Laity, Peter R. and Cameron, Ruth E. (2010) Changes in small-angle X-ray scattering during powder compaction — An explanation based on granule deformation. Powder Technology, 198 (3). pp. 404-411. ISSN 0032-5910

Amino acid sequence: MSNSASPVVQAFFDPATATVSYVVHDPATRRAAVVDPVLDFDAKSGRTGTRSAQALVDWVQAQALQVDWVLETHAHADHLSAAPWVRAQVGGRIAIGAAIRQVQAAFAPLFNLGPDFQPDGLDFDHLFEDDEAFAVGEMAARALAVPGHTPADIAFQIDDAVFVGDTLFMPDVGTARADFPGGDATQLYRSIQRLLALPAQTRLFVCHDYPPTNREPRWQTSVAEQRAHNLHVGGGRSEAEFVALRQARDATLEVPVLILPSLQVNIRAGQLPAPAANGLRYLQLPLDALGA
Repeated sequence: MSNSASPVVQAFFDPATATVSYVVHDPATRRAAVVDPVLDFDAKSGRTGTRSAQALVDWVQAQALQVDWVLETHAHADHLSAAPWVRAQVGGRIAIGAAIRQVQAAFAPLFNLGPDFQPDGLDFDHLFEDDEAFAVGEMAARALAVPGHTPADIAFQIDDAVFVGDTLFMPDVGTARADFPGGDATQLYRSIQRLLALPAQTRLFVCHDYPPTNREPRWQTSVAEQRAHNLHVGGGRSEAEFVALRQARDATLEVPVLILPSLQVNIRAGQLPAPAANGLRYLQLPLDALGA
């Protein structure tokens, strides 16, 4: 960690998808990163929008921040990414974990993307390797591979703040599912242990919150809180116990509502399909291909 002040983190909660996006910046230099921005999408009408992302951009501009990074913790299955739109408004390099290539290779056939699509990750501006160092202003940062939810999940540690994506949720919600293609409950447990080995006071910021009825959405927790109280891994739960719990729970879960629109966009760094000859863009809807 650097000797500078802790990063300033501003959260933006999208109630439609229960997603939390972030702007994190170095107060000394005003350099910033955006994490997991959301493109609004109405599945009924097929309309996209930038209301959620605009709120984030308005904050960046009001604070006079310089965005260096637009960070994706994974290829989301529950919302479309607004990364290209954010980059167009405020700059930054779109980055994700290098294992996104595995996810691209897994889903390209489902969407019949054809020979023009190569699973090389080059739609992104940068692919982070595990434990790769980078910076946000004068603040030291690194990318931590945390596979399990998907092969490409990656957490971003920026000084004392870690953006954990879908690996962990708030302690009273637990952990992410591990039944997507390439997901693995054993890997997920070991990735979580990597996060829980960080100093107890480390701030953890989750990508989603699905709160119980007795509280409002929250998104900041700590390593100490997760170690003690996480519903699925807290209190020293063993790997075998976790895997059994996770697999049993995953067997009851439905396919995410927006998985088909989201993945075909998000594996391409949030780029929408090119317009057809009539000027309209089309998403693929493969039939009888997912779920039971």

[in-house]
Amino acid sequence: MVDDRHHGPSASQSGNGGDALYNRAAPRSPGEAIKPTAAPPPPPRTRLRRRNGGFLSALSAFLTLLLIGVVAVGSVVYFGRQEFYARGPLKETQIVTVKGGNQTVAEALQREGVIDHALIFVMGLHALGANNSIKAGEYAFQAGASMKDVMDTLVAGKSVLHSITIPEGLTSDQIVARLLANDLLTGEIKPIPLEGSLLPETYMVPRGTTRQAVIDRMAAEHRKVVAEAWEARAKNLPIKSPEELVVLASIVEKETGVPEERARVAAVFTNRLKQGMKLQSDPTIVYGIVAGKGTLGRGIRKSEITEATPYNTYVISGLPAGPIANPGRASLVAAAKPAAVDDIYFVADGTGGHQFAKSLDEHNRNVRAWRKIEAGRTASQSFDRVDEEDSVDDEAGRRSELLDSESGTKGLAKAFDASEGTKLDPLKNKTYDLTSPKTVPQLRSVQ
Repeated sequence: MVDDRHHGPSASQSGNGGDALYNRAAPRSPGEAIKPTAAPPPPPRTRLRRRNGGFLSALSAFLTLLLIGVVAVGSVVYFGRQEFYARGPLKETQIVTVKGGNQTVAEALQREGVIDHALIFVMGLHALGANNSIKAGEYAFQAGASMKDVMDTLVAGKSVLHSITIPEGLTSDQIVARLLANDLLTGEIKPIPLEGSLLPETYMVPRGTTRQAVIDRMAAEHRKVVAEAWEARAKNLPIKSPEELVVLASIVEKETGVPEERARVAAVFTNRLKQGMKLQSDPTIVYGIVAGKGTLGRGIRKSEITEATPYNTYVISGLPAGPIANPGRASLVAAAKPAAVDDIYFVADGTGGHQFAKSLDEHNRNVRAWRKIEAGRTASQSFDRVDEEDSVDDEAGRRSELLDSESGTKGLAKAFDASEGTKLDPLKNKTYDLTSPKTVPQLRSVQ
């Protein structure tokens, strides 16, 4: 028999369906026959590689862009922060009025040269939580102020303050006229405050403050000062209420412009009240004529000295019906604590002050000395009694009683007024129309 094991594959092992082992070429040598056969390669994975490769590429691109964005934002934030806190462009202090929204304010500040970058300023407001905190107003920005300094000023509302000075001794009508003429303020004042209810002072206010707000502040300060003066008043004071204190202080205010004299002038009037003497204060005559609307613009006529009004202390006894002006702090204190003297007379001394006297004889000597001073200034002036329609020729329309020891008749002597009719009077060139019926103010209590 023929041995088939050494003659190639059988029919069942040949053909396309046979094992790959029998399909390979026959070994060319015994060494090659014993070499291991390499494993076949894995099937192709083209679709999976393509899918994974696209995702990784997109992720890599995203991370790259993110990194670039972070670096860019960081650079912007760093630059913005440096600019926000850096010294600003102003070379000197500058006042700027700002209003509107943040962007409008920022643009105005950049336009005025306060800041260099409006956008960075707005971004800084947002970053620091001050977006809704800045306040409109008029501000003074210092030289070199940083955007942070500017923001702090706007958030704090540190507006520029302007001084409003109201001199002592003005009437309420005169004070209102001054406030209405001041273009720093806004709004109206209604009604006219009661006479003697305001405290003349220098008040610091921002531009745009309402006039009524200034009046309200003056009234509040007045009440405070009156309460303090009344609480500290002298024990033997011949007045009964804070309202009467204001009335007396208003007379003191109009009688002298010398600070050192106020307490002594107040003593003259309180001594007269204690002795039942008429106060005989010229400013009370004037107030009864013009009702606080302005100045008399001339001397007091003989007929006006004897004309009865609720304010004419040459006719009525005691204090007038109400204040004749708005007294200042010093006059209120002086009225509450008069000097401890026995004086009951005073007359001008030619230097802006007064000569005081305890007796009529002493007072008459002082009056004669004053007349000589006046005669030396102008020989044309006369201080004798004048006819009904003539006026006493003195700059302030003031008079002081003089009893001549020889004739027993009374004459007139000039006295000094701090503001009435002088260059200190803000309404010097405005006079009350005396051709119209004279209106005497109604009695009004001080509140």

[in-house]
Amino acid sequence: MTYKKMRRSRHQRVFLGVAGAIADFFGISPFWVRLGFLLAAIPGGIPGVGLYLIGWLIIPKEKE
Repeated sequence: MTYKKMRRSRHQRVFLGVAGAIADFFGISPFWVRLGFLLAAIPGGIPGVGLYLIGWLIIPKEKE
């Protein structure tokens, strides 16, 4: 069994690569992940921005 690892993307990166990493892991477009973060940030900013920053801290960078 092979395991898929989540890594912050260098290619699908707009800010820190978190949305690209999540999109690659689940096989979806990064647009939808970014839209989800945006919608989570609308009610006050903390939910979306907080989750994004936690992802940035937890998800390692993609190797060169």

Empirical relationships between compaction conditions and changes in small-angle X-ray scattering (SAXS) patterns were reported previously, suggesting a novel method for studying powder compaction [1,2]. In the present work, a more quantitative model was developed to explain the changes in SAXS patterns observed for pre-gelatinised starch and microcrystalline cellulose. Analysis of SAXS data suggested (approximately) power-law scattering behaviour for these materials, which was consistent with their hierarchical intragranular morphologies, including nanoscale porosity, as described elsewhere [3]. Observations using XµT suggested affine deformation of granular shapes during compaction. Based on the assumption that the sub-granular morphology also deformed affinely, a description of the azimuthal variations in scattering intensity was developed, which gave very close agreement with experimental observations. Based on this model, it appeared that SAXS could be used to obtain quantitative estimates of granule deformation specifically, isolating this component from the other mechanisms operating during powder compaction.

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